On Thursday, May 14, Axios Co-founder Mike Allen hosted a conversation on the future of workplace safety with RXR Realty CEO Scott Rechler and Caryn Seidman-Becker, the CEO of biometric identity company CLEAR.

Rechler discussed how to utilize digital and physical tools to give people a sense of security as they return to office buildings, emphasizing the need for screenings and contactless ways to get into their offices.

  • On what the journey from lobby to office will be in his buildings: "The concept is to make it a touchless experience ... Most elevators will have an automated dispatch show. It would only allow a certain number of people per elevator to get on the elevator, and would know which floor you're going to. There will also be a counter at the door to ensure that the people that are there are maintaining compliance with the capacity limitations that are being set."

Seidman-Becker highlighted how the security and screening needs following COVID-19 are similar to those following the 9/11 attacks. Focusing on the importance of minimizing risk and increasing customer confidence, she discussed biometric and thermal scanning, as well as the development of a new CLEAR app.

  • "I think what you are going to see, not only in travel, which was deeply impacted by 9/11 ... is the need for this multilayered approach using innovation and technology like biometrics."

In a View from the Top segment, Axios CEO & Co-founder Jim VandeHei was joined by CTO of Global Plasma Solutions Charlie Waddell to discuss how people are prioritizing the maintenance of indoor air quality in building design.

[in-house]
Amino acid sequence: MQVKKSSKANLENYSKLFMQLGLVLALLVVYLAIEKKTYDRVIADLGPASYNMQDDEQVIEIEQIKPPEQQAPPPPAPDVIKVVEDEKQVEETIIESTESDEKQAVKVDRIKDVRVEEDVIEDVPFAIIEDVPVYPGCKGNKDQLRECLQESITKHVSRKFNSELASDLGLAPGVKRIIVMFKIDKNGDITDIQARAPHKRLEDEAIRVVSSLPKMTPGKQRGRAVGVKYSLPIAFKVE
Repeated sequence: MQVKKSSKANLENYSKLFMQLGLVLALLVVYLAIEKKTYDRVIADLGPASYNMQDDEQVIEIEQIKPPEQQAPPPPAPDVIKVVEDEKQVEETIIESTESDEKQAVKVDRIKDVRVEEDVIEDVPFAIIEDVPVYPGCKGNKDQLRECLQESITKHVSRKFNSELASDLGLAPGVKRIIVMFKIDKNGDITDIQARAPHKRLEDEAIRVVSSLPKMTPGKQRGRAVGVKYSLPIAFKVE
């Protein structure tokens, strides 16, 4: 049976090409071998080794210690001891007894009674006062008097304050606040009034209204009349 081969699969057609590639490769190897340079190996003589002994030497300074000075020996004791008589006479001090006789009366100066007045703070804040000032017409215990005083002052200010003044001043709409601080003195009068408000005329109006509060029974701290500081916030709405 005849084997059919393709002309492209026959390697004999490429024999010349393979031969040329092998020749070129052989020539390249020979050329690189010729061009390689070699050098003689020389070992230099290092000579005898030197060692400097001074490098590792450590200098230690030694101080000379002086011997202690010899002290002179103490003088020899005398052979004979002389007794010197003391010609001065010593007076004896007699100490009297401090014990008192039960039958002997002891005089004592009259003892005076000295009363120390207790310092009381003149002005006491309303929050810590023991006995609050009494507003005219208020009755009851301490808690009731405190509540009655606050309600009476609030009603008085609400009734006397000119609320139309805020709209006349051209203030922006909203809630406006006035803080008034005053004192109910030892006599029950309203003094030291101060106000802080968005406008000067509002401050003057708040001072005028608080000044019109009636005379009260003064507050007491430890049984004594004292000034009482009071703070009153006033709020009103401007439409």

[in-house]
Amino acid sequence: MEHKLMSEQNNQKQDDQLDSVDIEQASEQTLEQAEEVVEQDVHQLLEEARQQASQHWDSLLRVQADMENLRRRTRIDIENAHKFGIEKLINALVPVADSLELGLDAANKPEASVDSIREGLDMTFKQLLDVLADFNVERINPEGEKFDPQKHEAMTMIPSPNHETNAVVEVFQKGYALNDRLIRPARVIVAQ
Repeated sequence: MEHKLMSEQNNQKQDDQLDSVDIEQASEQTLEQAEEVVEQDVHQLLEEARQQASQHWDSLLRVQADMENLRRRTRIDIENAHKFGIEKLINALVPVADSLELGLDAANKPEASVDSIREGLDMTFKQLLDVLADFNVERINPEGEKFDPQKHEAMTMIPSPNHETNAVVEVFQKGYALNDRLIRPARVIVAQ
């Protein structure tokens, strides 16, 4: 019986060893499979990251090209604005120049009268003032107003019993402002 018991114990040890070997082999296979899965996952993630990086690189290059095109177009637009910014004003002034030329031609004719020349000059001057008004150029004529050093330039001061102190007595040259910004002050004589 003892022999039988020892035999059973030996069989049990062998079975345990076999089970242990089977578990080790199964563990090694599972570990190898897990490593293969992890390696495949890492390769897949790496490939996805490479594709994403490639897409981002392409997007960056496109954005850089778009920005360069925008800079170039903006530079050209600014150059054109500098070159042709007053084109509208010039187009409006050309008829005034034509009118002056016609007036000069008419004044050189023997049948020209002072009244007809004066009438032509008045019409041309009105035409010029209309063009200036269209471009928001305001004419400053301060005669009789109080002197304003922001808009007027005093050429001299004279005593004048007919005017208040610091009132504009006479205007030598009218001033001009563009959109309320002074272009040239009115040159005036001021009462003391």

• "In the past, buildings were designed for comfort, cooling and heating. And so they weren't designed necessarily for indoor air quality or to protect the occupants in the building ... It's now shifting to being more about air quality in the building and how it can address these pathogens in the space and help people feel safer being in the buildings."

Thank you Global Plasma Solutions for sponsoring this event.

Go deeper

Delta CEO: "I'm not going to judge" Trump

The CEO of Delta Air Lines repeatedly declined to comment on President Trump's handling of protests over police brutality, claiming that he "can't speak to the president's actions."

  • "I'm speaking to the people that I'm accountable to. I think their ... top of mind is not what the president is doing in D.C.," Ed Bastian told Jim VandeHei in an interview for "Axios on HBO."

Mercedes and Nvidia design a car that gets better with age

Photo illustration courtesy of Nvidia

Mercedes Benz is teaming up with Nvidia to create a perpetually upgradable computing platform for vehicles that will allow cars to add automated driving functions over time, becoming smarter and more valuable the longer they are on the road.

Why it matters: Self-driving technology won't arrive in a snap. Instead, it will roll out gradually through periodic software updates, similar to the way people refresh their smartphones. It's a fundamental shift in thinking that will extend the life of cars, and allow even used-car buyers to get the latest technologies.

Jun 23, 2020 - Science

The looming threats posed by space junk

Illustration: Aïda Amer/Axios

The threat posed by space junk is growing — and the window for mitigating it is closing. Experts say the U.S. hasn't done enough to combat the growing problem.

Why it matters: Companies like SpaceX are working to launch hundreds of small satellites to already crowded orbits. Even if just a small percentage of them fail, it could put other satellites in danger, costing companies and governments millions of dollars and making parts of space unusable.